Oncology: Meet Hyperion

For the past two decades, malignant tumors have no longer been considered as simple clumps of tissue that develop chaotically, but as authentic miniature ecosystems. Within them, immune cells and cancer cells interact in a complex way, to the extent that the "social network" concept is sometimes used to describe their multiple relationships. However, an unfortunate phenomenon sometimes emerges from these reciprocal affinities, in that the body’s natural response for halting the progression of the cancer – the antitumor immune response – is inhibited. Elucidating the laws that govern the links between these cell populations will be necessary if we are to understand why so few patients respond favorably to immunotherapies and, ultimately, if we are to develop new treatments. This is the objective of the researchers at the Montpellier Cancer Research Institute (IRCM)*.

As explorers of the tumor microenvironment, the researchers know that such a little-known territory needs to be mapped. Helping them with this is the machine Hyperion, an intriguing presence in the laboratory.  Together with the mass spectrometer Hélios, this platform which is the first of its kind in France is capable of simultaneously analyzing some fifty cell markers from a solid-tumor biopsy – enabling detailed visualization of what communicates with what within the tissue – and of representing the famous cell social network. A network that the researchers have mischievously dubbed "Cellbook". With this spectacular tool, they hope to elucidate the ecological mysteries of the tumor and understand how it organizes treatment resistance.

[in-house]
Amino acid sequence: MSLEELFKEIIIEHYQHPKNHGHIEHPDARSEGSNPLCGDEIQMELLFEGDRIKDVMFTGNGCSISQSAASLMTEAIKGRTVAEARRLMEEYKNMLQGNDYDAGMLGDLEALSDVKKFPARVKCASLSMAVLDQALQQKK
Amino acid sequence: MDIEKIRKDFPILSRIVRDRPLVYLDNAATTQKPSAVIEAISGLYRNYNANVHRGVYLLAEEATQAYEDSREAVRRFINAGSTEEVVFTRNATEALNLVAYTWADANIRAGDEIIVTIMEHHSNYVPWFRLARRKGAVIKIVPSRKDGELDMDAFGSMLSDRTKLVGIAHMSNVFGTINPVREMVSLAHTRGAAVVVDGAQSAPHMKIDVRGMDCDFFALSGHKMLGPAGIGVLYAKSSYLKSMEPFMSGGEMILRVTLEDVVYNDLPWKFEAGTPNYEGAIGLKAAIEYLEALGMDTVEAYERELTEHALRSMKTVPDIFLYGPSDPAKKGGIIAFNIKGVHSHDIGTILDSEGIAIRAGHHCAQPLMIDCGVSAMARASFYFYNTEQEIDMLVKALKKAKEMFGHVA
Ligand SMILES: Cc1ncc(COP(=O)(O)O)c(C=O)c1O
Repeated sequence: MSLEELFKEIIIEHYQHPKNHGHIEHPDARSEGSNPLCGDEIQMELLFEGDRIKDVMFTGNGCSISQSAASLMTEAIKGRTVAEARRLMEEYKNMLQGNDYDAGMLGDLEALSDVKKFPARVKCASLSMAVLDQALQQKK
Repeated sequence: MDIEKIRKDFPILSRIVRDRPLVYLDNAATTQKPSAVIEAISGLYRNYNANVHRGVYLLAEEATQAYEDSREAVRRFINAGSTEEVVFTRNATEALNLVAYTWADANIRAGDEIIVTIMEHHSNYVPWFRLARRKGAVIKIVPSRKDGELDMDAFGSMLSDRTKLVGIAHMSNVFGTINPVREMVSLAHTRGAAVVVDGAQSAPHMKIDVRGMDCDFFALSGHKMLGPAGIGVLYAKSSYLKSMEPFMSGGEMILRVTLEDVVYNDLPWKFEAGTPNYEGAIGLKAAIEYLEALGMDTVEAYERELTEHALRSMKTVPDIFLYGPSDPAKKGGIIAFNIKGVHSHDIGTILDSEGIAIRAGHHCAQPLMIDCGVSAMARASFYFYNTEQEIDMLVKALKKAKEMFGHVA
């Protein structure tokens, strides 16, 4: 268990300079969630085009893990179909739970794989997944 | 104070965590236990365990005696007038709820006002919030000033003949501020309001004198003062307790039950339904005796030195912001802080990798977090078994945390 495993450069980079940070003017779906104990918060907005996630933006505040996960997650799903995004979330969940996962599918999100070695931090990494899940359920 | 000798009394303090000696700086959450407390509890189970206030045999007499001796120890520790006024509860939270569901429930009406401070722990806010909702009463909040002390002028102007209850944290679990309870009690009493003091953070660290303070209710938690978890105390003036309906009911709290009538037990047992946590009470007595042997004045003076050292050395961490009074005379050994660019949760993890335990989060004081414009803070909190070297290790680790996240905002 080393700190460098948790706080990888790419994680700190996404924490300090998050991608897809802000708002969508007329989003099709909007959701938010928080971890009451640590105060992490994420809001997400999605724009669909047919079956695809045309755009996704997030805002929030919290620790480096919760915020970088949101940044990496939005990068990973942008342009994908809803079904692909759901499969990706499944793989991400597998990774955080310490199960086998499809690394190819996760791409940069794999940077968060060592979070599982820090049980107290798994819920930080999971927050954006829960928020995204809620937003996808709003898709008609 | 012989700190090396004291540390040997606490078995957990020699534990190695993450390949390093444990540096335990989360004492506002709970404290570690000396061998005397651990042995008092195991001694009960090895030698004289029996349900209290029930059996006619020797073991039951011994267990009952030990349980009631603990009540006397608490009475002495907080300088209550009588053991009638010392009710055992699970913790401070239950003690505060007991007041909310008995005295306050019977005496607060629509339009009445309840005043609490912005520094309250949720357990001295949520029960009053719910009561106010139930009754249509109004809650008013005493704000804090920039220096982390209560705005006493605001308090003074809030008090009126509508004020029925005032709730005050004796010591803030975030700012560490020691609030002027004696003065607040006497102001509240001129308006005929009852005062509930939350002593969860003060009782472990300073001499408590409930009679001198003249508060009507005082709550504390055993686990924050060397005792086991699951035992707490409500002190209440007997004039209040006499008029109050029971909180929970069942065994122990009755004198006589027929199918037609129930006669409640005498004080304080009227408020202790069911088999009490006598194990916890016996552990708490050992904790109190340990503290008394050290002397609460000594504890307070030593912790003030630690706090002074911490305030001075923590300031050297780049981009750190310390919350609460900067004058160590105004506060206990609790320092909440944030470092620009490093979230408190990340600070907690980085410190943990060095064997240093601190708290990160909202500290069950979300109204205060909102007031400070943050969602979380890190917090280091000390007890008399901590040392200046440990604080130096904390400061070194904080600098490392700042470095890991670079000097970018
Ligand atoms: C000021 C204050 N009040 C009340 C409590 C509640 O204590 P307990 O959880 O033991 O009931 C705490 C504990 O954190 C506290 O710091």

Henri-Alexandre Michaud, Operational Manager of the platform, in front of Hyperion and its mass-spectrometry cytometer (CyTOF) sidekick, Helios. Montpellier Cancer Research Institute (unit 1194 Inserm/Université de Montpellier, Val d'Aurelle Regional Cancer Center). ©François Guénet

From the cell ecosystem to the research ecosystem

Yaël Glasson gets ready to slice a paraffin block, embedded in which is a tumor sample obtained by biopsy. In order to study the tumor microenvironment, certain preparations need to be made. Once the tumor biopsy has been performed in the operating theater, the sample is prepared by the Anatomical Pathology Department of the Montpellier Cancer Institute (ICM). Then, with the Translational Research Unit, it is aggregated with similar samples taken from other patients to form homogeneous "carrots", which are preserved in a block of paraffin. The choices of patient(s), tumor type, area of interest and type of tumor cells to analyze are decisive if Hyperion is to provide the researchers with useful data. ©François Guénet